Carly Reads

Books

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Smashwords book reviews by Carly Reads

  • Doggirl on June 10, 2011

    Another great novel by Robin Brande. I was so excited to hear that this was coming out. I loved "Doggirl" as much as I loved "Evolution, Me, and Other Freaks of Nature" and "Fat Cat" (which is A LOT). Robin's ability to create characters that are real, and likable, and relatable is what makes her books as wonderful as they are. I completely connected with Riley and her insecurities, and her dogs, Fig, Jack, and Heidi, were just as lovable as the human characters in "Doggirl." A sweet and fun read, perfect for summer.
  • Parallelogram (Book 1: Into the Parallel) on July 23, 2011

    I don't even know where to begin reviewing Robin Brande's latest book, so let me start with this: it was, like everything she has written, excellent. "Into the Parallel" had the same spot-on characterization, emotion, and dialogue that I have come to expect from Brande, but it also added aspects of reality that read like fantasy to mix. "Into the Parallel" will undoubtedly satisfy both fantasy fans and the contemporary realistic fiction crowd with it's mix of quantum physics that seems too crazy to be true and a smart, adventurous narrator who couldn't be more true-to-life. Brande effectively brings some of the most complex theories of quantum physics down to a level that the average reader can understand and, as she's done in "Evolution, Me, and Other Freaks of Nature" and "Fat Cat," shown that science is way more cool than the average high school chemistry teacher may lead you to believe. With a cliff-hanger ending that has me counting down the days until the end of August when book two is released, "Into the Parallel" has me shouting off the rooftops that everyone should read this novel.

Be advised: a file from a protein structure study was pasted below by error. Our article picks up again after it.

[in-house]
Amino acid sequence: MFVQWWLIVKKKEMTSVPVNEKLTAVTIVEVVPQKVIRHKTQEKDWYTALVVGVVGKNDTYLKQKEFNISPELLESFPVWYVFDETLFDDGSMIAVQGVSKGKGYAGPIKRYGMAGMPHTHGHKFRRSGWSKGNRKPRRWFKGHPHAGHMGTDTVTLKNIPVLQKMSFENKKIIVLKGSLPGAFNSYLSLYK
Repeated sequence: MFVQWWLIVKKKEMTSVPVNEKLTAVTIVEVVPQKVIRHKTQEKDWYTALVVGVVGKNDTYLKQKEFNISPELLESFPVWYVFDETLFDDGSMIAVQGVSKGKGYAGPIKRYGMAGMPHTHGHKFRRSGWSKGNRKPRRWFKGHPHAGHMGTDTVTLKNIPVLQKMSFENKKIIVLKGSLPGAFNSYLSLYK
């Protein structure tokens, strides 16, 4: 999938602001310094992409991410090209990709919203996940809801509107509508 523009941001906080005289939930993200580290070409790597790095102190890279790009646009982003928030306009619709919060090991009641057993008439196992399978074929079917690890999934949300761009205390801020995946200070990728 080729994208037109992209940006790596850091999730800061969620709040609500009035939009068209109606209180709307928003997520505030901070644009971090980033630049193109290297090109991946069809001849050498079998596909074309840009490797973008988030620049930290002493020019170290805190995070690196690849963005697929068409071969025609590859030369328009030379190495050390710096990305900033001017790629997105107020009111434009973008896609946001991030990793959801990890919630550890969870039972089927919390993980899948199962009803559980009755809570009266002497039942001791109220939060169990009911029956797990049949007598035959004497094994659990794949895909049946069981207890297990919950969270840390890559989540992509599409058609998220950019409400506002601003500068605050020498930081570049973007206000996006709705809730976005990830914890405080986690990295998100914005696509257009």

• Freefall on March 01, 2013

    As a huge fan of Robin Brande's young adult novels, I wasn't sure what to expect from this adult romance novel (written under the nom de plume Elizabeth Ruston). I am delighted (though not surprised) to report that "Freefall" has the same endearing characters, believable dialogue, and meaningful themes that I've come to expect from this author. Eliza's struggle to move on and accept change in her life is relatable on many levels, while David's flaws give "Freefall" somewhat of a Pride and Prejudice-esque feel. I never read adult romance (this was my first foray into the genre), but "Freefall" had a message that was deeper and more sophisticated than I expected. While I don't anticipate that adult romance will be make up the bulk of my future reading, "Freefall" has convinced me that anything by Elizabeth Ruston is worth reading.